There are different construction techniques for different condtions which vary in the amount of concrete required. Not every wind turbine need to float on a giant foundation of concrete. This is only required where the ground suffers from a strange condition known as deep soil. In other places, rock anchors can reduce the need for concrete.

    • Tim

      Nice point. Looks like 30 feet diameter or slightly less

    • Matt

      Even a anti-wind site I looked at only claim 30-50 feet in diameter and less depth. Since this group is pushing saving on concrete use they pick the largest size they could find. But here is hoping it does turn out to save money, time will tell.

      • Otis11

        That was my first instinct as well… I’ve stood on one of these bases. There’s no way it was 60 feet across. Maybe 30. Maybe.

      • Kevin McKinney

        But with the rapid up-sizing of tower heights…?

      • Steven F

        Anti wind sites are typically biased and will only discuss the largest most expensive foundations. As such sites you never see them talking about hard rock foundations that typically use dramatically less material and cost substantially less.

    • jeffhre

      I dunno, that concrete truck looks pretty tiny next to that hole.

      • Ronald Brakels

        And only people who are at least nine feet tall are allowed to work on wind turbines in Australia to scare the Turk.

      • Roger Lambert

        Very wide-angle lens used which makes the truck look way small.

        • jeffhre

          Looking at the clouds it is a very wide angle lens. Although wide angle lenses make some objects look small – and others very large.

    • Steven F

      On the tops of ridges the there is little to no dirt and solide strong rock is very close to the surface. In that case The dirt is simply scraped away and a steel pins are drilled into the rock and a rather small foundation is then made. You can see pictures of this type of foundation in this link.

      http://www.sprucemountainwind.com/SpruceMountainConstructionPresentation.pdf

      In all cases the size and type of foundation is dependent on the soil and rock conditions as well as the size of the turbine.

      • Ronald Brakels

        Thanks. Those are some interesting pictures. Took a little while to download, but that’s fine. My monthy gigabyte total is now so Iarge I’m not even sure if it’s possible for me to use it all up at the download speeds I have.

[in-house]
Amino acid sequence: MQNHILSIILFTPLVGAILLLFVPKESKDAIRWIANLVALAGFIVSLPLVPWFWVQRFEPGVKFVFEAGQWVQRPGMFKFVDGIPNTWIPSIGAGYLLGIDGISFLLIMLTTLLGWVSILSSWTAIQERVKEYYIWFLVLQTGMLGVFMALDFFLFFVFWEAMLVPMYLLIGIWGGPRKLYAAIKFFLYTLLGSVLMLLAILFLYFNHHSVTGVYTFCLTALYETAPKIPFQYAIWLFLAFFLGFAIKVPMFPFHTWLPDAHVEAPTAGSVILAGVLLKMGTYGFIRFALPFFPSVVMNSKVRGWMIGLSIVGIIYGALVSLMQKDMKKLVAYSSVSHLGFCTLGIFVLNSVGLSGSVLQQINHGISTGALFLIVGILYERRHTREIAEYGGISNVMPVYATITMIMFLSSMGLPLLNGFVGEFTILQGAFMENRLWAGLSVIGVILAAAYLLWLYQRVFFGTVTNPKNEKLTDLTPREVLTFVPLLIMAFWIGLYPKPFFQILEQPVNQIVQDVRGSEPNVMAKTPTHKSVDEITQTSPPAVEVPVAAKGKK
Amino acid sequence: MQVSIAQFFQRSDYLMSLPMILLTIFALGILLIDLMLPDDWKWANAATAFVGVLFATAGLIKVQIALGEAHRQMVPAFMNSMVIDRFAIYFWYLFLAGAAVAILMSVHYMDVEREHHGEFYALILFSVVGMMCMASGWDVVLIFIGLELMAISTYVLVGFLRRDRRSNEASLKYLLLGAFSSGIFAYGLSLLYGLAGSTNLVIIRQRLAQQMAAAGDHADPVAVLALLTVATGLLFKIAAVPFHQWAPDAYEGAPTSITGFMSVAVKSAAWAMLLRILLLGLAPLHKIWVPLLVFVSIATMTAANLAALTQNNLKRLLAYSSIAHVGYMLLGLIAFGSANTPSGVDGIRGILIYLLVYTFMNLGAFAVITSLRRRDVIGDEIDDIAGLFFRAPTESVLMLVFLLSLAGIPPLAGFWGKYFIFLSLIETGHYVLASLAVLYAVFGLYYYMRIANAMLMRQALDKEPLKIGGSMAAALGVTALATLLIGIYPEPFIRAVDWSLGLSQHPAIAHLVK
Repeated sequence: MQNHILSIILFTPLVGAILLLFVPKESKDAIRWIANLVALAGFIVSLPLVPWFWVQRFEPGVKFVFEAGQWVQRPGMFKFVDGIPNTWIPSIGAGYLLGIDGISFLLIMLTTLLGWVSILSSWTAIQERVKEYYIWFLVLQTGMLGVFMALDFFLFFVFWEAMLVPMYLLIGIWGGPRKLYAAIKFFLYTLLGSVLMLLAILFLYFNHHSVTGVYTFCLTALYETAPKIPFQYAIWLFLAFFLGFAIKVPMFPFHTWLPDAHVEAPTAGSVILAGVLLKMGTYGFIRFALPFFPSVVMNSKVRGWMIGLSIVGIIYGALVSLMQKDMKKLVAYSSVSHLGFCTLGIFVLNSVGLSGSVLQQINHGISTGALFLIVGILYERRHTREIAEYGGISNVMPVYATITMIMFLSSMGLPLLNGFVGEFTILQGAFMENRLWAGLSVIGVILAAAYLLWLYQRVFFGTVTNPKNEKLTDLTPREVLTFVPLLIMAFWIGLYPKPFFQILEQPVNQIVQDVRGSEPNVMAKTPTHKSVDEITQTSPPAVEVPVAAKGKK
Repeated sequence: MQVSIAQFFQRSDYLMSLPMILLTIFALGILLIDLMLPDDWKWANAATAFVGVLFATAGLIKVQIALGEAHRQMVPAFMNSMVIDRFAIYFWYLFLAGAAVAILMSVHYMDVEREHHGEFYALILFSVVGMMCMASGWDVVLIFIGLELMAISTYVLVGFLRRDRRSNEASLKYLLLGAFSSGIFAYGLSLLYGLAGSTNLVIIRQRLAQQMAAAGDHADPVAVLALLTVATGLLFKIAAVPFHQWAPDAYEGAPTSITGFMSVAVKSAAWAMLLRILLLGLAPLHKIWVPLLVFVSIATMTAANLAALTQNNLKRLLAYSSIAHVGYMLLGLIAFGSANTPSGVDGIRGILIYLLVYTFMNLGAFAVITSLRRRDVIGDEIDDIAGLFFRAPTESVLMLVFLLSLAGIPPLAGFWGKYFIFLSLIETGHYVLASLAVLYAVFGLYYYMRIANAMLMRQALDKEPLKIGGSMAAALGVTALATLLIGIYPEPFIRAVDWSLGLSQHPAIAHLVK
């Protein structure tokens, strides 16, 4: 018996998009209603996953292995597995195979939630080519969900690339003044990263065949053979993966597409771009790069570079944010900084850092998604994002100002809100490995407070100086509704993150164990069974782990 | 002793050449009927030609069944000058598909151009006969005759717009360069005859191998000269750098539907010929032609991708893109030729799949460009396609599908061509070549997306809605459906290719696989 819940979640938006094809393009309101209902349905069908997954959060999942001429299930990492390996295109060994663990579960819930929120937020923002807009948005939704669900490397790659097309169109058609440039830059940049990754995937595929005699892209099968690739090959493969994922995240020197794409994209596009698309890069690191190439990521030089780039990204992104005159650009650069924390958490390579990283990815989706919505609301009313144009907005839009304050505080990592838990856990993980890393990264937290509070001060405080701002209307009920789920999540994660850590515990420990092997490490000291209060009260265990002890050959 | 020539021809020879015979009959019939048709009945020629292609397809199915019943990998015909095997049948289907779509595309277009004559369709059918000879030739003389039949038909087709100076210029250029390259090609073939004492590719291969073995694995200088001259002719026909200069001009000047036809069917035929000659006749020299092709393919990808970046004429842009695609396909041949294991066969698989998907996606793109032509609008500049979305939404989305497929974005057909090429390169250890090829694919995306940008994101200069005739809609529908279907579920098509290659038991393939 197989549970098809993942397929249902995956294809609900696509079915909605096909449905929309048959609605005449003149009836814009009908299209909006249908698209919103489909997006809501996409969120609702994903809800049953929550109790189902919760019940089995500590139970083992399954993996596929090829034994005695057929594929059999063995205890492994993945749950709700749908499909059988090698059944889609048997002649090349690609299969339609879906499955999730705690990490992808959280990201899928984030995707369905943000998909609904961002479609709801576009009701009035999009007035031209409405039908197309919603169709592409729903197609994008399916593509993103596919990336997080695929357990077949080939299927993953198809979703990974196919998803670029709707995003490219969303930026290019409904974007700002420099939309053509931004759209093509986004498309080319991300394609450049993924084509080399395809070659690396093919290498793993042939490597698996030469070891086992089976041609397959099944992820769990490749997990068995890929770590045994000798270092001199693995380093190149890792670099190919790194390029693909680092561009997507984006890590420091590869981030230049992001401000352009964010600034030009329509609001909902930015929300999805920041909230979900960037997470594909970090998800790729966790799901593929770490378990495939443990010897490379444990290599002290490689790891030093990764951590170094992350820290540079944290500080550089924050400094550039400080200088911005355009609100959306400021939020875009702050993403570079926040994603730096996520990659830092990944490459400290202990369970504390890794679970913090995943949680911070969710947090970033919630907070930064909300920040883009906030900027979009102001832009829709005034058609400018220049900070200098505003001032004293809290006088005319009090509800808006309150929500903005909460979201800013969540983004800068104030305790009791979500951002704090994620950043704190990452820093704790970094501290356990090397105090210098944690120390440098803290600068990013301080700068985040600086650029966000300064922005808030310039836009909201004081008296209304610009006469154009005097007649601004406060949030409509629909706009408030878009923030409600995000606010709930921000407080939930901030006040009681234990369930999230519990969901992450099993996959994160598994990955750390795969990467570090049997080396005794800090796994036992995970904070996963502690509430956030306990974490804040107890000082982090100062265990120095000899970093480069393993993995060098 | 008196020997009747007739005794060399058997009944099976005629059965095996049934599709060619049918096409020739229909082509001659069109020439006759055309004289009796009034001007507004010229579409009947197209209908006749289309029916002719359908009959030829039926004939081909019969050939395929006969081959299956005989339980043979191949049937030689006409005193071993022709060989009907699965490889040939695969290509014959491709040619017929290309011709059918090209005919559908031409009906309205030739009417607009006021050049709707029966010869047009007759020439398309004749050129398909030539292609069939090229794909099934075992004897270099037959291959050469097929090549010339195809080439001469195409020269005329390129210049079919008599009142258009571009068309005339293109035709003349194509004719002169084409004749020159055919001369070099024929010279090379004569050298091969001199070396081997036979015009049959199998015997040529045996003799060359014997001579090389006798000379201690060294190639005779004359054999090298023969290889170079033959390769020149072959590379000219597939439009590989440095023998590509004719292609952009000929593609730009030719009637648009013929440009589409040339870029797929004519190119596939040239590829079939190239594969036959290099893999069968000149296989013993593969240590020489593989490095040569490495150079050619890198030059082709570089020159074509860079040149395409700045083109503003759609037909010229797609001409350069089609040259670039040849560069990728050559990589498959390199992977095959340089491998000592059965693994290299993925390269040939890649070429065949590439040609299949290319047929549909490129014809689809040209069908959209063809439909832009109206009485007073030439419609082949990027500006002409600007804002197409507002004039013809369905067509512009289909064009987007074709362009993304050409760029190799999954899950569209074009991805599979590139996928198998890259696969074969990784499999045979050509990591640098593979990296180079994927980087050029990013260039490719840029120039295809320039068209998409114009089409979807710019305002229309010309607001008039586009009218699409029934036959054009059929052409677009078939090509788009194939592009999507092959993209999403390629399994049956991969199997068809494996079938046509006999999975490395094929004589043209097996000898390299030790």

• Roger Lambert

    When you hear that a product “reduces overall costs”, it means it is more expensive than doing it the regular way. And the regular way anchors the tower with a two million pound base.

    So what you got here is a more expensive way of doing things and questions about whether it works as well under all conditions.

    But, using way less concrete is a good thing, and speeding up construction is a good thing, and reducing the CO2 footprint of wind tower construction is a very good thing.

    It’ll be interesting to see how the test site works out.

    I like the RUTE ( = root) moniker 🙂

    • Martin

      Well everybody who comes up with a new way of ding things would like to get paid for their effort.
      And would it not be similar to cured concrete, for example for bridges, in a controlled place as compared to doing it on site with varying weather conditions, that can become expensive at times.

    • Kevin McKinney

      “So what you got here is a more expensive way of doing things…”

      Maybe. My guess is that no-one knows, yet, what the cost will end up being–if the system proves out from a technical point of view, and attracts early adopters.

      I certainly agree with you about all the Good Things involved. Guess we’ll have to hope for the best…

    • Steven F

      “When you hear that a product “reduces overall costs”, it means it is more expensive than doing it the regular way.”

      Not necessarily. Sometime the regular way is simply used because the installation company has used it before and is most familiar with it. Using a new way that actually cost less may involve more planning and preparation that the installation company may not be willing to do.

      Sometimes engineers just do it the regular way because it is the lowest risk path and because it is easiest for him to spec. Newer methods will have greater risk the first time it is used and require a bit time to spec out properly. But in the end it may dramatically reduce the material used and therefore the lower cost.

      I have seen a lot of that in businesses I worked at and and at customers. sometimes it is due to a corporate culture of not taking risks. However companies that are willing of taking some risk sometimes get the rewards of lower cost and a better competitive position in the market.

  • Freddy D

    Sure seems like a “doh!” Sometime things are just so obvious in hindsight.

    • jeffhre

      Doh! Thanks Freddy my comment above is a nod to your comment here.